An embossed title on a picture-less cover, open stitch binding, a discreet design and excellent print: Human has been published by Only Photography, the small publishing house belonging to Berlin gallery owner Roland Angst. It contains images by Czech photographer Viktor Kolár, depicting his home town of Ostrava over a number of decades. The bright orange cover shines out in any book store display, and, when the book is opened it is as though the black and white photo within shine out all the more as a result.
In one picture a piercing beam of light crosses the street like a gate, seeming to create an insurmountable obstacle for the pedestrians hurrying by. In another scene, snow-white cloths hang out to dry on a long washing line. A transport train speeds along the tracks in the background. Molten iron pours out like an enormous white sheet wrapping around the surrounding darkness. On one occasion, Kolár lets us look down a street, where people stand at regular intervals along the edges. In the forefront a woman turns her back to us, as though in prayer. Her fluttering white coat and matching shoes, underline the dreaminess of the scene. Kolár says he is influenced by Cartier-Bresson and the surrealism of Andre Breton, a truth evident in his pictures: he draws the 'decisive moment' from every situation; but it does not seem to reflect any objective outer reality, but rather the union of reality and dream.
At times you are overwhelmed by the humour, at times by the gloom, that thread their way through the surreal pictures. The scenes appear so tight, that you could well believe that Kolár gave the people, animals and objects precise directions. However, the photographer understands that life itself is the ultimate director of a scene, while he is the observant cameraman who frames it. In doing so, Kolár achieves the right measure of perspective, contrast and blurriness. There is no piece that is out of place in this series dedicated to the grimy industrial city that was once one of the most powerful centres of the steel industry – a city undergoing dramatic structural change even today. The oldest picture in the book is from 1965, the most recent one just three years old. The scenes follow no chronological order, but flow into each other creating an overall story about the changing relationship between people and work, between industry and nature – a story that also touches on the deep impact of the political and sociological changes that force people to gradually adapt.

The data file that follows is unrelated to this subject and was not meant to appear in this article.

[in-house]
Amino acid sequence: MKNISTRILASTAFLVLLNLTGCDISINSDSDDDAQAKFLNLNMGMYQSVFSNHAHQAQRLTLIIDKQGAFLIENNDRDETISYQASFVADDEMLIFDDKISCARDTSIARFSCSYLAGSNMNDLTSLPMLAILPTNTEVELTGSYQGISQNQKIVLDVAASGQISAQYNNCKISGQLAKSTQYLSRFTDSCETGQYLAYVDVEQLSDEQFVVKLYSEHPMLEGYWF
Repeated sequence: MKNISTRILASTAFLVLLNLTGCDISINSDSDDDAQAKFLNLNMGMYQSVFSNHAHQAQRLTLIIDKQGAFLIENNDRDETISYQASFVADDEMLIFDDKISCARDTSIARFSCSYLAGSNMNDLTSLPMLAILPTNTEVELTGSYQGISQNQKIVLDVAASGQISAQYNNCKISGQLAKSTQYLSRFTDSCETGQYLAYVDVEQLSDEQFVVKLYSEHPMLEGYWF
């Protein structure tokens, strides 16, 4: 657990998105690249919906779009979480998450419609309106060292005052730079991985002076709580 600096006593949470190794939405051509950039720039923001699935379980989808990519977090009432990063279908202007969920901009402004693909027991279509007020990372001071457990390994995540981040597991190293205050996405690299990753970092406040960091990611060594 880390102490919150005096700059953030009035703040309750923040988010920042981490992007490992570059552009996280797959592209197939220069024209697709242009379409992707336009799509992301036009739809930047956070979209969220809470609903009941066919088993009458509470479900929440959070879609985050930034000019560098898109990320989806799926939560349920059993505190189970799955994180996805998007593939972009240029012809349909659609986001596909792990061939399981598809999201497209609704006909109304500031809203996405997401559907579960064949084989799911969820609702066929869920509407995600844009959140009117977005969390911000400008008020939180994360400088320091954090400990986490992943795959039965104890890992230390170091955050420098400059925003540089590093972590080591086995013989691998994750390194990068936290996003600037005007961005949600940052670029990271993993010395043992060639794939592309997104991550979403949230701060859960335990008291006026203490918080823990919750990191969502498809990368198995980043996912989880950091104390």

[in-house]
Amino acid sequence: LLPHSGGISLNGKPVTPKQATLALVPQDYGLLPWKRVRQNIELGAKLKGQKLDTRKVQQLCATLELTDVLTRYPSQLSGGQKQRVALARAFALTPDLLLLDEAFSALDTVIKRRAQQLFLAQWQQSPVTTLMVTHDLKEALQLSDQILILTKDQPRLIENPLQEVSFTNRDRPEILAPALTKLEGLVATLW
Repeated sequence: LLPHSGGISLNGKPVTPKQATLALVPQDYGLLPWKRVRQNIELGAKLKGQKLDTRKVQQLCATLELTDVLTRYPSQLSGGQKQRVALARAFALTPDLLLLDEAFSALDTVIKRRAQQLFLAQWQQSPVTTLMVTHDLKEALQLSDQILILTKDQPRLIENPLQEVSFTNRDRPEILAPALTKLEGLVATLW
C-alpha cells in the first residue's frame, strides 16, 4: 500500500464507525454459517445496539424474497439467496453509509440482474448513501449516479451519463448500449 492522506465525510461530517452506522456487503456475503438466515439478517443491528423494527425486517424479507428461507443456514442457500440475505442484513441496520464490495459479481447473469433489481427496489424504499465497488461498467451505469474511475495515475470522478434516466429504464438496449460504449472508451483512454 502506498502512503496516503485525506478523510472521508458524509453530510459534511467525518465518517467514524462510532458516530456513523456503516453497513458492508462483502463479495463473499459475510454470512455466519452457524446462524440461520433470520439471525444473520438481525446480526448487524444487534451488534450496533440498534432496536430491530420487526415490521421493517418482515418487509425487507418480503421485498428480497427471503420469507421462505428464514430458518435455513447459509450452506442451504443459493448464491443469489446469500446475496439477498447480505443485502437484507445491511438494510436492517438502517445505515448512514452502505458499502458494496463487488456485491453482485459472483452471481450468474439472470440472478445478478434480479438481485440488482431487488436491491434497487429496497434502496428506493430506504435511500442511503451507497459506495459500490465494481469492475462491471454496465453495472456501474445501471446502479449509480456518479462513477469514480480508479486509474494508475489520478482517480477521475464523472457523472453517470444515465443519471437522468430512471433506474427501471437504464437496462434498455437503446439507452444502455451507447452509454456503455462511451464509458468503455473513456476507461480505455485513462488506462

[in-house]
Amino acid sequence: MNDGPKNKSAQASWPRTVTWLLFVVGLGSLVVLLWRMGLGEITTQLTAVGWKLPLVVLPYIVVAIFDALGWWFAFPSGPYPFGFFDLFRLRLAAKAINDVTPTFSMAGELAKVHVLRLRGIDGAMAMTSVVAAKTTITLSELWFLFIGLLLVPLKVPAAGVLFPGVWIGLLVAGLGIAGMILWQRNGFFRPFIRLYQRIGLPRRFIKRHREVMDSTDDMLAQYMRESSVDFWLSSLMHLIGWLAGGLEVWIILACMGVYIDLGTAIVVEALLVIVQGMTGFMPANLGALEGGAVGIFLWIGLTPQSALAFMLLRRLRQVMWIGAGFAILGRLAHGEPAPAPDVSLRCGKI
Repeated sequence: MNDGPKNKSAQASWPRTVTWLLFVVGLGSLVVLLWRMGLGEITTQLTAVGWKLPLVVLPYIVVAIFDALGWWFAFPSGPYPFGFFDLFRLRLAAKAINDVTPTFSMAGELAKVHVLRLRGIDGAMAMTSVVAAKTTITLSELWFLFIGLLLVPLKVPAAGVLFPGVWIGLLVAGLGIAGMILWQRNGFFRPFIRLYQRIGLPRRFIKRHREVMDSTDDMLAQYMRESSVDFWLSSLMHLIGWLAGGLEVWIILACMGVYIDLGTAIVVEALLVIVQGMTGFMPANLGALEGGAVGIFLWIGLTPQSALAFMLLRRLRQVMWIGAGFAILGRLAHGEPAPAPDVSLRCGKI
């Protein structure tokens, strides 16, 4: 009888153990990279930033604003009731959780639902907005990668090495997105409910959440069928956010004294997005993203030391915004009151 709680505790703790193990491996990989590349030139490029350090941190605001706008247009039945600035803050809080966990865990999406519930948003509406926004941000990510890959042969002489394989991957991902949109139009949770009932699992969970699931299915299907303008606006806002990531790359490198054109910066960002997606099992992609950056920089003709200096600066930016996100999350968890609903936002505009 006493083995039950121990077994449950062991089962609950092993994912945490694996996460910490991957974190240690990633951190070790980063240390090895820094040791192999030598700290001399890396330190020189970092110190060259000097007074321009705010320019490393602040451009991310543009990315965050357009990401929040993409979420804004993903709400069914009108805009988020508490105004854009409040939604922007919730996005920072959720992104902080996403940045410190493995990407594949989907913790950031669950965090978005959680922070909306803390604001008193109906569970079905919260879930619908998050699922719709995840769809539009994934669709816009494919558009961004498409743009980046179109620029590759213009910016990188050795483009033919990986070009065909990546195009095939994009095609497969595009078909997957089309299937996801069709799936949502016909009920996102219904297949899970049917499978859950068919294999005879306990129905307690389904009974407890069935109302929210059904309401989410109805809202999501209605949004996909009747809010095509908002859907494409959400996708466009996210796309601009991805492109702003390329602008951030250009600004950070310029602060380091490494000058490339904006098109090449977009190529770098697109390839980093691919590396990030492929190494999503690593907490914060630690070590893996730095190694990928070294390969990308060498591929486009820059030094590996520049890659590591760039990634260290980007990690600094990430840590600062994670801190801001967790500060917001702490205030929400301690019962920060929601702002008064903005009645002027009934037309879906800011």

The biography included in the book reveals that Viktor Kolár himself has led a life of constant change. After a diversity of jobs and the failure of the Prague Spring, he spent a few years abroad and then returned to a country in socialist paralysis; it was only in 1984 that he was finally able to turn his passion into a profession. Undoubtedly, Kolár has a brilliant capacity for observation and great stamina: as far as photography is concerned, he calls himself a long-distance runner. The many years covered in the publication flow together into a wonderful series, and it can only be hoped that both the book and the exhibitions will grant this long-distance photographer the attention and recognition he deserves. Peter Lindhorst
Viktor Kolár – Human
Only Photography Berlin, 2015.
80 pages with 61 photo plates
39,00 Euro, www.only-photography.com
Exhibition: Viktor Kolár - Fotografien at the Sprengel Museum in Hanover up until May 31, 2015, www.sprengel-museum.de
Exhibition: Viktor Kolár – Human at the Only Photography Gallery in Berlin till mid May, www.only-photography.com